That’s according to the Trends in International Mathematics and Science Study, or TIMSS. Researchers involved in TIMSS say the United States is not trailing the developed world by any stretch of the imagination.


White House


Computer-Based Learning Improves Performance of Autistic Children in Los Angeles United School District

Los Angeles, CA – TeachTown, an educational program for children with autism that combines computer lessons, non computer activities, data-collection features and a communication system, and the Los Angeles United School District (LAUSD) today released results of a clinical classroom trial of children with autism spectrum disorder enrolled in LAUSD classrooms. The findings included a significant increase in language, auditory processing, academics, and social skills compared to those students who were not introduced to the software.

Over the three month test period, students using TeachTown had up to 200 percent increases in performance scores on the software. In addition, TeachTown students gained two to five months more developmental growth than the control group students using the Brigance Assessment and with less one-on-one instruction.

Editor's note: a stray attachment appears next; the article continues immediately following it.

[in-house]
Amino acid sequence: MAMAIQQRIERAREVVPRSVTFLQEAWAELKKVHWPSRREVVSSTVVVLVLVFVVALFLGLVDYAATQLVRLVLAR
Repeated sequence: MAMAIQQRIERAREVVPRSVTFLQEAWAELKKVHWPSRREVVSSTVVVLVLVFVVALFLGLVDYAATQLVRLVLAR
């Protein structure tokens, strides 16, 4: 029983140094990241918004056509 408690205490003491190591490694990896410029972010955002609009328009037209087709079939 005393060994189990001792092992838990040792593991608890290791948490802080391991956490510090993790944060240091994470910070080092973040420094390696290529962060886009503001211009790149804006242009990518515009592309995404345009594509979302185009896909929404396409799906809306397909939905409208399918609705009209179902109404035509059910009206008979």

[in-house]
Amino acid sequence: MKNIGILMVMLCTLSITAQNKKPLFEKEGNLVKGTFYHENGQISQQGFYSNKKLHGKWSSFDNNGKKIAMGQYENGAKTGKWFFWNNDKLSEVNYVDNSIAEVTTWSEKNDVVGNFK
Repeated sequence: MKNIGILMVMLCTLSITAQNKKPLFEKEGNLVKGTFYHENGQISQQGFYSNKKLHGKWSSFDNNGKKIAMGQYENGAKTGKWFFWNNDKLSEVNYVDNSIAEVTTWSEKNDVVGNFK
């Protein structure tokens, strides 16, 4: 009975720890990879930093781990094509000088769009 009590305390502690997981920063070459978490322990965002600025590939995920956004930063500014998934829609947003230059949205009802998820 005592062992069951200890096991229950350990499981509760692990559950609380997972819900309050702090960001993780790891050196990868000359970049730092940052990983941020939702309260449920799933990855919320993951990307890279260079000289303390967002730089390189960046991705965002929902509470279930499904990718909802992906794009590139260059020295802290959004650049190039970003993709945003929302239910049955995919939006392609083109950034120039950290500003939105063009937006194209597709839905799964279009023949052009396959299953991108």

The study included 47 children with autism, took place in four schools and consisted of four pre-school classes and four K-1 classes.

"I have seen students firsthand ‘talk to’ the TeachTown computer and become very animated when using the program. At this point at least 2000 or more students could potentially benefit from TeachTown in our district,” said Debbie Moss, Autism Specialist, LAUSD. “The teachers are loving it now. They’re seeing progress in the children. Attention and focus have improved. TeachTown ties into the pre-school curriculum and California standards, which is a big plus."

TeachTown was developed as a solution for learning challenges faced by children with Autism Spectrum Disorders. It works via animated images which appear on the computer monitor and teach children words and expressions. The interactivity permits the program to customize content to each individual student.

"The developmental progress far exceeds what would be expected. Some children had more than 30 month gains in specific learning areas like social understanding, in just three months with less than an hour a day of intervention, and a few children made so much progress that they have or near to having age-appropriate skills,” said Dr. Christina Whalen, Co-Founder, President, and Chief Science Officer, TeachTown. “I’ve always known the program was strongly grounded in science, but to see it in action in LAUSD classrooms and see just how incredible of an impact it has on students in a diverse public school setting is remarkable."

This was one of the largest teacher-delivered intervention studies and one of the only studies conducted in the classroom environment. Most studies are conducted in homes or laboratories.  

The study was funded by a grant from the National Center for Technology Innovation (NCTI) and included the Special Education Graduate School Program at California State Los Angeles as a partner in the study.  Additional analysis with further findings are expected to be released early 2010.